Many people don’t get beyond asking their fiances, “What’s your credit score?” and “How much debt do you have?” before they say “I do.” But everyone has certain habits and expectations about money, and we bring these into our marriages.
In my experience as a financial advisor who specializes in helping couples who are going through divorce, those two questions aren’t enough to ensure you’re compatible, financially speaking.
If you take the emotion out of the conversation and treat money habits similarly to your genetic predispositions to, say, heart disease or high cholesterol, you’ll have a much easier time talking through your expectations with your partner.
Here are eight questions that will help you learn more about each other’s patterns, deal with them and enjoy a happy marriage. For each, it’s not about there being one “right” answer—it’s about communicating with your partner and seeing how your approaches to money align (or don’t).
1. What does the term “financial infidelity” mean to you?
If your partner cheats on you financially, what does that look like? Is it O.K. for one person to withdraw $200 from your joint bank account and stash $100 of it into a personal safety deposit box every week? What if you learned that your partner had a credit card you didn’t know about? Are these reasonable ways to maintain independence or a shocking betrayal? What’s your definition of financial infidelity?
Talk to your partner in person—without alcohol and without time limits. Have this conversation well before your wedding day so you each have time to process your answers.
2. How do you identify a financial need versus a financial desire?
What do you consider to be essential—or inessential—financially? Your partner might say he needs a name-brand wardrobe to impress clients. You might feel that looking neat and stylish should be enough. Your partner might say she needs to own a home to feel secure. The idea of tying up all your money in real estate might make you nervous. These are big differences.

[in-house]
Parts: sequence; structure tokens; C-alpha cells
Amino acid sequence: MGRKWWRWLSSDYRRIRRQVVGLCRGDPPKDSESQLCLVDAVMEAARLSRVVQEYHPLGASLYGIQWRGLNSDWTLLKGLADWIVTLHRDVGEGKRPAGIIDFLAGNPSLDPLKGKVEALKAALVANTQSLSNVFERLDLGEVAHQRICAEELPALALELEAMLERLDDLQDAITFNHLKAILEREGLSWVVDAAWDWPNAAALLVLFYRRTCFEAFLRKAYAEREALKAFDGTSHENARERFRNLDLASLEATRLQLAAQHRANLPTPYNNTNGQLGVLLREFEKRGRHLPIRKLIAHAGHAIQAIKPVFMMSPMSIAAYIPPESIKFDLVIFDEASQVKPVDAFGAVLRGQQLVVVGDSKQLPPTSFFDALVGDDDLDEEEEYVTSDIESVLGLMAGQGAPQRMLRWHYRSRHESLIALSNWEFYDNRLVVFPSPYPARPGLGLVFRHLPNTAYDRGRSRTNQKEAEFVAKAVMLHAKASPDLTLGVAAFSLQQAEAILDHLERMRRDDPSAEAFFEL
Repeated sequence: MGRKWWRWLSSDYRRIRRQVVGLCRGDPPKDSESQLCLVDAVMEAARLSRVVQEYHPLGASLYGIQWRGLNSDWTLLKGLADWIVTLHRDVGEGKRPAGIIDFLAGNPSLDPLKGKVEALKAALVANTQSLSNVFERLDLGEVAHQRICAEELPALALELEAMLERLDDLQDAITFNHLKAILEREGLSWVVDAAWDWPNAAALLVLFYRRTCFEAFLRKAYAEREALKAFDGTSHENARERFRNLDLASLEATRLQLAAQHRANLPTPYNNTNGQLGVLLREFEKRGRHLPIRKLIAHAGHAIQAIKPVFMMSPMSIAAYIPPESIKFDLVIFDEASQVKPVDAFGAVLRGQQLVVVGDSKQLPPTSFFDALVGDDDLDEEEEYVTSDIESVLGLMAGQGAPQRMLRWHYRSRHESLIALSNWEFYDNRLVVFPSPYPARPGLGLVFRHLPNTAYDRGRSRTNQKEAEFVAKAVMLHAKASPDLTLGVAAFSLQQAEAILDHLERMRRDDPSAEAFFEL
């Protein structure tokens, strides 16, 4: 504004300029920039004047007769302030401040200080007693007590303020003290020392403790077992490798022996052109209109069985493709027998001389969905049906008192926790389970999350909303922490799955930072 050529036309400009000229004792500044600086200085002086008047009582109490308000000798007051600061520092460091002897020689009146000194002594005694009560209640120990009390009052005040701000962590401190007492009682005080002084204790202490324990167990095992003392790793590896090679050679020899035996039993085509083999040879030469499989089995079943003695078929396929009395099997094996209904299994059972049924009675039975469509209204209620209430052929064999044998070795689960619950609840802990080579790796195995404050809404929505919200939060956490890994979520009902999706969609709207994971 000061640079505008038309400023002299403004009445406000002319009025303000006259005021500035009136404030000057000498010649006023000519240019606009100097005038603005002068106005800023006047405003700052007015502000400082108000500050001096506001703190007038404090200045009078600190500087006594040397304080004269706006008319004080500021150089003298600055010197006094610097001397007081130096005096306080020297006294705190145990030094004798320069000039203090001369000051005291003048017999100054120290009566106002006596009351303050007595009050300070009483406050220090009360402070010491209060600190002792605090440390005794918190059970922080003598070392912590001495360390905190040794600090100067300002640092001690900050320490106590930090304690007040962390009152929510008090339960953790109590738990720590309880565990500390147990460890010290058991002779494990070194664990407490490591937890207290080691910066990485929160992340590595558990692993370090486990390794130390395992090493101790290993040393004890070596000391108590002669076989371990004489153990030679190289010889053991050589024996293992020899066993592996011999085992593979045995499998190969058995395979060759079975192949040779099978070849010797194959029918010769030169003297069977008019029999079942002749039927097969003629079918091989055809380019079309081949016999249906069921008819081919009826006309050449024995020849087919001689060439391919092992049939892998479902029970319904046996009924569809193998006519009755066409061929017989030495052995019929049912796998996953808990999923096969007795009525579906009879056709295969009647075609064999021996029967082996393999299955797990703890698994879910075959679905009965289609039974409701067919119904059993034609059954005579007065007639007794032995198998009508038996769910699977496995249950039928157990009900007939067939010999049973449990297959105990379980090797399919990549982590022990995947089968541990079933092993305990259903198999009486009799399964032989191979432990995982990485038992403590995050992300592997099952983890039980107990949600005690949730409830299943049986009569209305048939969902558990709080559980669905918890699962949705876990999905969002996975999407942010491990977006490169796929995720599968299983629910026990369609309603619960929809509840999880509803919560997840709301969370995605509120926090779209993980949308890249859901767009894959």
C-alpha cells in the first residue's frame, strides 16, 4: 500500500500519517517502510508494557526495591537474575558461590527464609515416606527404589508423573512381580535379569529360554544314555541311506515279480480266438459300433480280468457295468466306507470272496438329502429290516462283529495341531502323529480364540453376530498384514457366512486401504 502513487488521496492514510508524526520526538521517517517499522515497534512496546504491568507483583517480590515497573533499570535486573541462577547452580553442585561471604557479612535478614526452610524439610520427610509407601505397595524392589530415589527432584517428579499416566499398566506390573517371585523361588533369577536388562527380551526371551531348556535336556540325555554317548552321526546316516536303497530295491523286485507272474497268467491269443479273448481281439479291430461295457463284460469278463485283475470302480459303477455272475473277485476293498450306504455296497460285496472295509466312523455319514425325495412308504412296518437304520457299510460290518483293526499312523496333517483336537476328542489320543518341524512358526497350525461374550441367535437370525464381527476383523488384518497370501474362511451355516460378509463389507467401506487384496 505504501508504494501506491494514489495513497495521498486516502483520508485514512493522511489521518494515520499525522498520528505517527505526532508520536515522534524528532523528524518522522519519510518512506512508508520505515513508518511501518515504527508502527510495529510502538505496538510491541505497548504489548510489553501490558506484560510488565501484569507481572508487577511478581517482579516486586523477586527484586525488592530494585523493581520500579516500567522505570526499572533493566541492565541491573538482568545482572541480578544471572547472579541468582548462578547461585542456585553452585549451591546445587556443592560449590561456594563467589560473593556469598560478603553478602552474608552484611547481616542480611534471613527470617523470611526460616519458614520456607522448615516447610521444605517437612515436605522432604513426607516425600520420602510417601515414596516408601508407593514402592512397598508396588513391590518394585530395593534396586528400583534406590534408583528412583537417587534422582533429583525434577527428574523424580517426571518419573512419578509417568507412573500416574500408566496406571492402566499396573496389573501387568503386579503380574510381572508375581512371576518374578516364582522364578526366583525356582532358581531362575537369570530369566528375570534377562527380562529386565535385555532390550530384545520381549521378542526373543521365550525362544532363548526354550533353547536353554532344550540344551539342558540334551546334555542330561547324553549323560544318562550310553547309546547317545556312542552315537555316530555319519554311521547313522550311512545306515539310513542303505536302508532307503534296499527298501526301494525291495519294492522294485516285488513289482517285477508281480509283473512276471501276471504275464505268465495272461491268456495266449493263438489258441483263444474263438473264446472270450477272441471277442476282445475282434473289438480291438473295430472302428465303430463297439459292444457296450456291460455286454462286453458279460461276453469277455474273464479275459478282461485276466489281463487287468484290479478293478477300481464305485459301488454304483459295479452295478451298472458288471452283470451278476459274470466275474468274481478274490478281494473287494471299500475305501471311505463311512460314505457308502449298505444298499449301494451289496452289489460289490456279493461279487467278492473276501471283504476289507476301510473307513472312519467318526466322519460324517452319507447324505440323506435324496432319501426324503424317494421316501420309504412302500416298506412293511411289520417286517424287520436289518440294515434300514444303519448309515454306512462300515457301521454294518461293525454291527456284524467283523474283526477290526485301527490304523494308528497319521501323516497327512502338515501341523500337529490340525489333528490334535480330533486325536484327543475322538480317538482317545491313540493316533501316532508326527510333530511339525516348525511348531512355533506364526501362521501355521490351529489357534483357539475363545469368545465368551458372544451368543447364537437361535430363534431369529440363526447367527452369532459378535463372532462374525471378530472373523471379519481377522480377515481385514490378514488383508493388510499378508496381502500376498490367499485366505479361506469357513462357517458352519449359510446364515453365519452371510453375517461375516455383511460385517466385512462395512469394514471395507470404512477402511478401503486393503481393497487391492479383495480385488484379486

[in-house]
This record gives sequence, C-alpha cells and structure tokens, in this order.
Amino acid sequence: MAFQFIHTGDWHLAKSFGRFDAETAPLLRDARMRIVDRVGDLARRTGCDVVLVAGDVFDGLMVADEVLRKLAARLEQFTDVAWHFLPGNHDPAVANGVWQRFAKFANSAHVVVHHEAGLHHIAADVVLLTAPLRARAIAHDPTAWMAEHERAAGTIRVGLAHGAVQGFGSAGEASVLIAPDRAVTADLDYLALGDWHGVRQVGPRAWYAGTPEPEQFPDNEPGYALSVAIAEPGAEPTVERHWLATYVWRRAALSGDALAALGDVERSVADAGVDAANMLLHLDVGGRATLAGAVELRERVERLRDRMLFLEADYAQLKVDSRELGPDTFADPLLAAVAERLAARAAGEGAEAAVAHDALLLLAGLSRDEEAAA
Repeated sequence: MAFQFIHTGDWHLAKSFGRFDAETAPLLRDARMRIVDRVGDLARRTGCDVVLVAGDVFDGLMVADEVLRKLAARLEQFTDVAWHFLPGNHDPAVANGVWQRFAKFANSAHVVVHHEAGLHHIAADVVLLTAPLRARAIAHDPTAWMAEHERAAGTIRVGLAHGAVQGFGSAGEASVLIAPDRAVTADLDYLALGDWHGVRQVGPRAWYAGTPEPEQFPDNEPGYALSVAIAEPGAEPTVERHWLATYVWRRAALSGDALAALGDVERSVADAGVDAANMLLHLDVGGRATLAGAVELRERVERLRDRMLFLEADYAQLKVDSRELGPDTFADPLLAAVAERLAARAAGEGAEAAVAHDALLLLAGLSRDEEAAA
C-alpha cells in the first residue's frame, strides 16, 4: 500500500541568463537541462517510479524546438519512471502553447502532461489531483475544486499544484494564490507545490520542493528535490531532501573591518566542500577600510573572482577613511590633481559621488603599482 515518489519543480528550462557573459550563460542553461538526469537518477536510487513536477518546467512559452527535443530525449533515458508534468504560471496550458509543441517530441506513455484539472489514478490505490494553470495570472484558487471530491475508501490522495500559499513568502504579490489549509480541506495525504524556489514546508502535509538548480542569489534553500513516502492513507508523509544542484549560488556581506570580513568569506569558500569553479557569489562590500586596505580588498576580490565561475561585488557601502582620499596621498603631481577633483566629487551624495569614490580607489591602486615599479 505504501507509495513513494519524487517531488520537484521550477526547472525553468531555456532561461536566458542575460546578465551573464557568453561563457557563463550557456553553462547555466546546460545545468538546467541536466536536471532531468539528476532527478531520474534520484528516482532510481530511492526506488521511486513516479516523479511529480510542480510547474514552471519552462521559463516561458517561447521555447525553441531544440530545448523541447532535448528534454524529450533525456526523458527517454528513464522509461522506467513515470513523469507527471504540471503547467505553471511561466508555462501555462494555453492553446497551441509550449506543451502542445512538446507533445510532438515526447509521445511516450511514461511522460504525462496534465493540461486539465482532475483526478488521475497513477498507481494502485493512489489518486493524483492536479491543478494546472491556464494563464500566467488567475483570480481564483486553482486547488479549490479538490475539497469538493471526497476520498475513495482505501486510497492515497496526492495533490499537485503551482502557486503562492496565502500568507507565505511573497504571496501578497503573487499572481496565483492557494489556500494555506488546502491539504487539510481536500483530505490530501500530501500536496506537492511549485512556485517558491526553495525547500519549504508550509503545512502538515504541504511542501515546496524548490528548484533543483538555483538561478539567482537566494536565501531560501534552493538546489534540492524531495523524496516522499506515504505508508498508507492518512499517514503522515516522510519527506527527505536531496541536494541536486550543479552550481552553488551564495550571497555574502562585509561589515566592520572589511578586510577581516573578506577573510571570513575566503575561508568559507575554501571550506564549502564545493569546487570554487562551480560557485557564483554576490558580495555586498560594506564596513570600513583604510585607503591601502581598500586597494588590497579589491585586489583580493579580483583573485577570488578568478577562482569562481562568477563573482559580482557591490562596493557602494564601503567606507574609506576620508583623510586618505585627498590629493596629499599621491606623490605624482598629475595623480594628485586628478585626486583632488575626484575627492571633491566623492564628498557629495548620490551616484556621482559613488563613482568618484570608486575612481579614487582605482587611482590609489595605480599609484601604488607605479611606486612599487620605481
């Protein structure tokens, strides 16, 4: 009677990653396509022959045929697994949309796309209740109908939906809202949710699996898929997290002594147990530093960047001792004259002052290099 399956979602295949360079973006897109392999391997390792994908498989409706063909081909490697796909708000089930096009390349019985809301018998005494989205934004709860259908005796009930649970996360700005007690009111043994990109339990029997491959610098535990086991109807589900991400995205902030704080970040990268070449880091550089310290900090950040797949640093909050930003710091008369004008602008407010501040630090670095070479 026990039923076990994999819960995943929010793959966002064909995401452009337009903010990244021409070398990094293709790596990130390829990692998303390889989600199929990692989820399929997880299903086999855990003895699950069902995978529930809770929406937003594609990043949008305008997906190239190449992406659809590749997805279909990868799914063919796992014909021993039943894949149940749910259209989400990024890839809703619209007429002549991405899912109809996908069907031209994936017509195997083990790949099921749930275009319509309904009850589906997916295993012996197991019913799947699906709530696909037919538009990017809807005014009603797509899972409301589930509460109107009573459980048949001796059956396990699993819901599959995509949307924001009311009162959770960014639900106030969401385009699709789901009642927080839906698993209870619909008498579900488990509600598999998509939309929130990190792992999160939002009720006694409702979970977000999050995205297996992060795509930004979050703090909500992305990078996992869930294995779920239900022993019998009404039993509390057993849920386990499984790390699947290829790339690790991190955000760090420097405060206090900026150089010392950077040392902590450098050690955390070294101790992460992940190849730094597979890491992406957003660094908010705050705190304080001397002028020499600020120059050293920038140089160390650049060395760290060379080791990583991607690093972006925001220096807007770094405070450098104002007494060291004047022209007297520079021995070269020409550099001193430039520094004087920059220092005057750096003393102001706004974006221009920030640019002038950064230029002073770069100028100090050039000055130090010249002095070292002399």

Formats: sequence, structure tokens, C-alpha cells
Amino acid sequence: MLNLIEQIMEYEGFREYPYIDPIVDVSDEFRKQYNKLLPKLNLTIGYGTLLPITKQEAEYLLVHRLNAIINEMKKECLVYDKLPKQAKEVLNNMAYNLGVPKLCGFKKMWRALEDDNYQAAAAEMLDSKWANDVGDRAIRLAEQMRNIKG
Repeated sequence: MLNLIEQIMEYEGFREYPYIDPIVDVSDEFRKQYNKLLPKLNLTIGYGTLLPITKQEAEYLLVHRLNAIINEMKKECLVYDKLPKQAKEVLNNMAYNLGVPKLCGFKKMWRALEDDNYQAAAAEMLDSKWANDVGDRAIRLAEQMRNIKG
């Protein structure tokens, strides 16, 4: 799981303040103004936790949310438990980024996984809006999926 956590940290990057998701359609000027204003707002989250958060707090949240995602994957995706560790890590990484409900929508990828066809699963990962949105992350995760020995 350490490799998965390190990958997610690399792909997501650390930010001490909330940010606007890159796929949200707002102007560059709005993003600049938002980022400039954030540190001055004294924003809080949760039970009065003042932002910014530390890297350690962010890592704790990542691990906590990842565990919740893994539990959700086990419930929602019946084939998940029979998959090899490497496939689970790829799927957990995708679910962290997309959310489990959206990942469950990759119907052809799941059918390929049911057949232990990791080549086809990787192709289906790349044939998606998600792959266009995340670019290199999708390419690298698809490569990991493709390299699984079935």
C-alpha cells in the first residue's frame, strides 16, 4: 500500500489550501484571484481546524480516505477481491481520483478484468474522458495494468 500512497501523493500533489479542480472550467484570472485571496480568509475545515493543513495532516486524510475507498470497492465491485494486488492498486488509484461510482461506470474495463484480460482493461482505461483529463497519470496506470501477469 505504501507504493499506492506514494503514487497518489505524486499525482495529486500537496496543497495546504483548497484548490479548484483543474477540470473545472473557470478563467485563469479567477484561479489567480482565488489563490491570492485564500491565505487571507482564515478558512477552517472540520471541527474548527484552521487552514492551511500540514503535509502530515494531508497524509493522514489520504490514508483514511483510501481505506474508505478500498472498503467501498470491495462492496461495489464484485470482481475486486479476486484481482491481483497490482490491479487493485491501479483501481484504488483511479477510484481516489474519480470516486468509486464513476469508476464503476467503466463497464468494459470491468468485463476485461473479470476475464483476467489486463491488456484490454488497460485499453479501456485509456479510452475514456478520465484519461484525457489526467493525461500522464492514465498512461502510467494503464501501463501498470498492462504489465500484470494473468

Crossed wires about needs and wants happen in every relationship, but the key is to ensure your patterns for resolving these conflicts are respectful. When you ask these questions, let the other person answer completely. That means no interrupting, no eye-rolling and no loaded gestures. Just listen, process and only respond after they are done talking.
3. How do you define financial success?
One person might say financial success is having things—the big house, a summer home and the ability to travel whenever you want. Another might define it as making enough to live comfortably without working 80 hours a week.
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Figure out if you’re both looking toward the same future by filling in the blanks: We will be financially successful if we ___ or when we ___. How similar are your answers? How different? Where can you compromise?
4. What’s the best or worst financial decision you ever made—or didn’t make?